Small Businesses Have Feasible Options To Offer Health Insurance To Workers

Armen Hareyan's picture

Small-business owners mighthave more options than they did several years ago to offer more affordablehealth coverage to workers, the Wall Street Journal reports. Not-for-profitagencies and lawmakers "have paved the way" for employers to combinetheir finances to purchase cooperative plans, while some states suchCalifornia, Massachusetts and Pennsylvania now provide subsidies and credits toemployers that offer health care or charge penalties to businesses that do not,according to the Journal. The Journal examines fourcoverage options that small-business owners "might find feasible":

  • Cooperative coverage plans, which allow small businesses to band together to receive reduced rates when purchasing health insurance. HealthPass, a cooperative in New York state, reduces the administrative burden on employers and offers access to more than 30 coverage choices from four coverage providers that pay for the costs.


  • Group coverage for independent contractors that are affiliated with larger employers. Some contractors might be able to buy into the parent company's group plan, which often offers less-costly coverage. According to the Journal, "group rates can be found in less obvious places, too," such as Costco Wholesale, which in some states offers small businesses health care and dental care coverage programs at lower premiums if the companies purchase an executive membership for about $100 annually.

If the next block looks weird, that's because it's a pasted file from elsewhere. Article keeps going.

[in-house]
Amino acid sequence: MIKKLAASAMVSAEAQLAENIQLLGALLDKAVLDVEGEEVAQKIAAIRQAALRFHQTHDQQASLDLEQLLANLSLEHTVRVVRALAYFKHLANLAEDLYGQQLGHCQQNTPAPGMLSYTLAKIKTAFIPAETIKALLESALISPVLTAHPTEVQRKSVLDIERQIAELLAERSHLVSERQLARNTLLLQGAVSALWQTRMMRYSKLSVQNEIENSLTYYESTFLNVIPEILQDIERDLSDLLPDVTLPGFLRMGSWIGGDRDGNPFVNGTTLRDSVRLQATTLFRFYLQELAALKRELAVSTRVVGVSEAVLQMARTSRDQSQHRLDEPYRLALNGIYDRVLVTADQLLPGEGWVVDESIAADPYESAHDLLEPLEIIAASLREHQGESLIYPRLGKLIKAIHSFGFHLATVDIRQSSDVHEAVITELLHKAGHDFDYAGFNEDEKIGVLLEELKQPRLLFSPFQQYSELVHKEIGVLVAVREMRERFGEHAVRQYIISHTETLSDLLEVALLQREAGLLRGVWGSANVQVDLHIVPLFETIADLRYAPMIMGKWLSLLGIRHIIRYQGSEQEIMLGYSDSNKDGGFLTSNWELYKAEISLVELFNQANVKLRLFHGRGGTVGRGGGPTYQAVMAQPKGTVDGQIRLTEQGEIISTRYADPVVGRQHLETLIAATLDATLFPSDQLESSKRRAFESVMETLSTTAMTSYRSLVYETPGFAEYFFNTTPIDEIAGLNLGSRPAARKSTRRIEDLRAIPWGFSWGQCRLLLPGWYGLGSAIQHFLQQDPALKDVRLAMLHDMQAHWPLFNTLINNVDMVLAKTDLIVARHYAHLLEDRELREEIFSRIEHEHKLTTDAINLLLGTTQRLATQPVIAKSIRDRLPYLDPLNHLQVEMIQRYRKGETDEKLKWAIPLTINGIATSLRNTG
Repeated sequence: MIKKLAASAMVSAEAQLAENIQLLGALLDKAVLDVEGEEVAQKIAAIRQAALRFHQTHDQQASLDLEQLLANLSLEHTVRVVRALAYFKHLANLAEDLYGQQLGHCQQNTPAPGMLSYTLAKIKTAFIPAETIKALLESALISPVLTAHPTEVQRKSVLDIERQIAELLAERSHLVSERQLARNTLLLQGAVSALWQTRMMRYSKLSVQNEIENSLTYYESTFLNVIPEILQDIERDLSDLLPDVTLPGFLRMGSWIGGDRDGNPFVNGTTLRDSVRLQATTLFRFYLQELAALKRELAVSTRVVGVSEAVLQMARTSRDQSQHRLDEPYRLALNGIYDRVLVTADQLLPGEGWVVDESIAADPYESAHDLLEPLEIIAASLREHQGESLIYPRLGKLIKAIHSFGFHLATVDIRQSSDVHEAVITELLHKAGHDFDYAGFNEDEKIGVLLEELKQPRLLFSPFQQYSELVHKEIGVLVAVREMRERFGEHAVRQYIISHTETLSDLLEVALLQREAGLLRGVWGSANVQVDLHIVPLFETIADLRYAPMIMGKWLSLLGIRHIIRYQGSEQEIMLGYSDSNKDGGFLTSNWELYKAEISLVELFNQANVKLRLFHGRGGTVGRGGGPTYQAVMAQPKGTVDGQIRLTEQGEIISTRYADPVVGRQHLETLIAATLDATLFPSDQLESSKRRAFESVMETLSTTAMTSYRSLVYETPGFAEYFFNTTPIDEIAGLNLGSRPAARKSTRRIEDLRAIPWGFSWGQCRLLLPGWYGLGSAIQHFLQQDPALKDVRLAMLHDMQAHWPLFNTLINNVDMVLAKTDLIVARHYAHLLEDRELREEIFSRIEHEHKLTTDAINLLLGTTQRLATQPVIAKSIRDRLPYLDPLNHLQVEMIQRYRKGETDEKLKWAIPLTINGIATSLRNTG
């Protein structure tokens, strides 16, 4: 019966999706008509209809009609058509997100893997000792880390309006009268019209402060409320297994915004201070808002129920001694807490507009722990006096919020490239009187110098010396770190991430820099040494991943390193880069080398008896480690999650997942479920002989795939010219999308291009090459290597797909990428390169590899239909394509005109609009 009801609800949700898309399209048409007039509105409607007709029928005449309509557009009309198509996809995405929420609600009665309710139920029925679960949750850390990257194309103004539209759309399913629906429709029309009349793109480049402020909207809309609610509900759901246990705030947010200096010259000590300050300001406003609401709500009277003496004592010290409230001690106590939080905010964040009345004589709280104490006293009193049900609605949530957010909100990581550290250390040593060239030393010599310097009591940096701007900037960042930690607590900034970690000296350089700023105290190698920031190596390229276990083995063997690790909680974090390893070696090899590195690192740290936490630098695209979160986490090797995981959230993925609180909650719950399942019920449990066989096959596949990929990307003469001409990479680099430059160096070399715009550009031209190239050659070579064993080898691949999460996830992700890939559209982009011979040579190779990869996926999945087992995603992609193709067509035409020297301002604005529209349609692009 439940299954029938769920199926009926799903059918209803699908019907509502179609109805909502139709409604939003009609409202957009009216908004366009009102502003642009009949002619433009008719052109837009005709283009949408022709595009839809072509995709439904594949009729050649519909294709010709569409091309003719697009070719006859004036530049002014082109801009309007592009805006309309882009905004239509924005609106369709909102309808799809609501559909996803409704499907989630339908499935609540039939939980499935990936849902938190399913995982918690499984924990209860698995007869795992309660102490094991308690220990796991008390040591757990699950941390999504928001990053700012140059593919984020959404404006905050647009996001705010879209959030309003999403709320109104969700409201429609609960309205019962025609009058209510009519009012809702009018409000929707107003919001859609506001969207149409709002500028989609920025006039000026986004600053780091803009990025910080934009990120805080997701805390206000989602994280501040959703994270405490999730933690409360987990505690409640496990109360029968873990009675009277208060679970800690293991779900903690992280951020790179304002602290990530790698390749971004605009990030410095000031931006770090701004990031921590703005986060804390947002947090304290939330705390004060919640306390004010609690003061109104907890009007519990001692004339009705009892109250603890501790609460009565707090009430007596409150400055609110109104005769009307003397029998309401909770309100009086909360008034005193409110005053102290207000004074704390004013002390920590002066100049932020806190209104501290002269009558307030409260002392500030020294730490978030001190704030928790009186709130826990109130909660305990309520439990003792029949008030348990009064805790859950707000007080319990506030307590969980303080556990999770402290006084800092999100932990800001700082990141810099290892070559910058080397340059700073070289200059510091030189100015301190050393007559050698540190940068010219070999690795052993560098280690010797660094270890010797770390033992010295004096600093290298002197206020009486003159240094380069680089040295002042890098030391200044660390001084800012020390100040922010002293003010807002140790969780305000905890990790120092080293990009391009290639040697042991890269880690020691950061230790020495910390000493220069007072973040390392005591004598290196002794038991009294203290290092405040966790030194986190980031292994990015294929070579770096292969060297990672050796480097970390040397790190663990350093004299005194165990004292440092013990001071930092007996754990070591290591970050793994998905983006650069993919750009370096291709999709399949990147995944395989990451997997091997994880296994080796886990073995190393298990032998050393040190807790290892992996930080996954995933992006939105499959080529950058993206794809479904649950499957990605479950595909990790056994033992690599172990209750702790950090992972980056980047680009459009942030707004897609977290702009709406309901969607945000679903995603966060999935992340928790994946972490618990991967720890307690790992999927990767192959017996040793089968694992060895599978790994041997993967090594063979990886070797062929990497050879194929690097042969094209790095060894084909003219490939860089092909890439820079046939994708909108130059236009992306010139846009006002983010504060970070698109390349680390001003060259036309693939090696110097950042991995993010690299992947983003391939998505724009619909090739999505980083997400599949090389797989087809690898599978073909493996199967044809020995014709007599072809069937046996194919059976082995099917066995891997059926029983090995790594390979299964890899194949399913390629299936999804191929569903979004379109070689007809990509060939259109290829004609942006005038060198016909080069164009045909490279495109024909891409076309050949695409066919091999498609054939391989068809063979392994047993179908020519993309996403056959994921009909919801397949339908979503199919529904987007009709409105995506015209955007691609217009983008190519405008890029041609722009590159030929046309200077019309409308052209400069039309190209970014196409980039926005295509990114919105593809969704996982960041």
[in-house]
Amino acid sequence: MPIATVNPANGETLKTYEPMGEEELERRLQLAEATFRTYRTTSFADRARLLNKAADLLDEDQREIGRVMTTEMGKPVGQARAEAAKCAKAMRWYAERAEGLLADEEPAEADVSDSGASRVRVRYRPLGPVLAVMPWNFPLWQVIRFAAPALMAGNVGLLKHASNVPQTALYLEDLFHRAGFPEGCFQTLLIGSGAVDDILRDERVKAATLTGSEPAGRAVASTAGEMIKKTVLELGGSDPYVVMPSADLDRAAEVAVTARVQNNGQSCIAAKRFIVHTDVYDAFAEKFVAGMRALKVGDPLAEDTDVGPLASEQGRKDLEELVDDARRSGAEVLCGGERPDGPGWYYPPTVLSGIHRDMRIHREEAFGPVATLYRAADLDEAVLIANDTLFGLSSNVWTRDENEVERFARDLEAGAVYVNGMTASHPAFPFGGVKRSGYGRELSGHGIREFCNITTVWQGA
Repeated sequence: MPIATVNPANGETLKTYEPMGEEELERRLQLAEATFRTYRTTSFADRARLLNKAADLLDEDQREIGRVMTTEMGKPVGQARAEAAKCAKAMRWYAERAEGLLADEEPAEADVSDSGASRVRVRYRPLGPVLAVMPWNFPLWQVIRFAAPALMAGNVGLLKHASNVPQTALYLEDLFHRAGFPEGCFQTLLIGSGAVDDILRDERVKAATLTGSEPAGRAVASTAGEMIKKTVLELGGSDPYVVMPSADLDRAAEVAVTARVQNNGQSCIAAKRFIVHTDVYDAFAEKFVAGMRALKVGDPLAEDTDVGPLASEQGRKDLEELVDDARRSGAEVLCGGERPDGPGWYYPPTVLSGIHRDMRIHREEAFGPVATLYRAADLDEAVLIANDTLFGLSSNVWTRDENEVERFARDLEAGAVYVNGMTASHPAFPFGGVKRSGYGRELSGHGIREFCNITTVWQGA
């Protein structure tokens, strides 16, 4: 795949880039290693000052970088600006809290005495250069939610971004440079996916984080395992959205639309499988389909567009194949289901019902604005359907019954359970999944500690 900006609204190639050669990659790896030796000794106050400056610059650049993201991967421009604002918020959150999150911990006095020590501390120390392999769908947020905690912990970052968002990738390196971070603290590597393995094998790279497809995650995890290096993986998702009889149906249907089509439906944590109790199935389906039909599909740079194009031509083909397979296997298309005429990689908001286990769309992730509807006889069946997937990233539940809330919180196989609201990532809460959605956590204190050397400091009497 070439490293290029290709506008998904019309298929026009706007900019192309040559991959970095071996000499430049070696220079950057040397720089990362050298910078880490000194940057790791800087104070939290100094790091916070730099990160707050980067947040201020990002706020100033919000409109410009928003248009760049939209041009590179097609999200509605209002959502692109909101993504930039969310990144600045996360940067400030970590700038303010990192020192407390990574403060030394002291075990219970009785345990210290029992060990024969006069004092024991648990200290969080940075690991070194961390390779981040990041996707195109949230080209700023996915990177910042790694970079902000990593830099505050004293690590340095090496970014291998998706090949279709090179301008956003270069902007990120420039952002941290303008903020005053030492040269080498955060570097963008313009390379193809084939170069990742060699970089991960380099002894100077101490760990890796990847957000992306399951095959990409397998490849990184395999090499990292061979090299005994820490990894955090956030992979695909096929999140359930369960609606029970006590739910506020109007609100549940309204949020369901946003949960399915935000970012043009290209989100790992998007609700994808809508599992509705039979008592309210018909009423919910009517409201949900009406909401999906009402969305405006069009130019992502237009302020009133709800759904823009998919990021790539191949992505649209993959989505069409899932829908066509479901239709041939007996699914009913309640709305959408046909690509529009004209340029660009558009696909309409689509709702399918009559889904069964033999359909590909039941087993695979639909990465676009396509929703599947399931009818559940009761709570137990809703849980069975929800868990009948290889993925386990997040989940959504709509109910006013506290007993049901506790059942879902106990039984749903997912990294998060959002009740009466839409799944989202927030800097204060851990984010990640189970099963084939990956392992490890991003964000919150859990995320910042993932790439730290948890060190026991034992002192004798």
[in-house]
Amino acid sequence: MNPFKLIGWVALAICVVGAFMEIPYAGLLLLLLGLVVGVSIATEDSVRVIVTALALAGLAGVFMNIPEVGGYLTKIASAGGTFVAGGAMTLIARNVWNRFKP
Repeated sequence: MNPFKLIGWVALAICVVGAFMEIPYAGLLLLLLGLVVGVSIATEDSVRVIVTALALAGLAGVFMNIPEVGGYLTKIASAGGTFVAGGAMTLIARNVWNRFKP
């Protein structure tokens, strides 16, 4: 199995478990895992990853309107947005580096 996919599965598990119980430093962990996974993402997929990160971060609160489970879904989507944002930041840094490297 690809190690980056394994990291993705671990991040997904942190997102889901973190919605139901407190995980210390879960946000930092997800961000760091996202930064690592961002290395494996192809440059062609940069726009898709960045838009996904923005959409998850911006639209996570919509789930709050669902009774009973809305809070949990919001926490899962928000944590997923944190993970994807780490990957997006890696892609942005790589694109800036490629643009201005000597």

• Enlisting the help of insurance agents, who might be able to help small-business owners sift through options. Services from agents often are offered at no charge because they are paid by insurance companies. Agents often propose "employee-elect arrangements," which offer small businesses a range of insurance coverage plans and provide employees that require less coverage with less-costly plans, the Journal reports. According to the Journal, under such an arrangement, employers typically pay 75% to 80% of the cost of coverage, while the employees pay the remaining cost and any upgrades.

  • Consumer-directed health plans, which include a high-deductible plan in combination with a health savings account or health reimbursement arrangement. Under such plans, workers can invest money set aside for health care in mutual funds and withdraw the funds tax-free (Badal, Wall Street Journal, 11/26).

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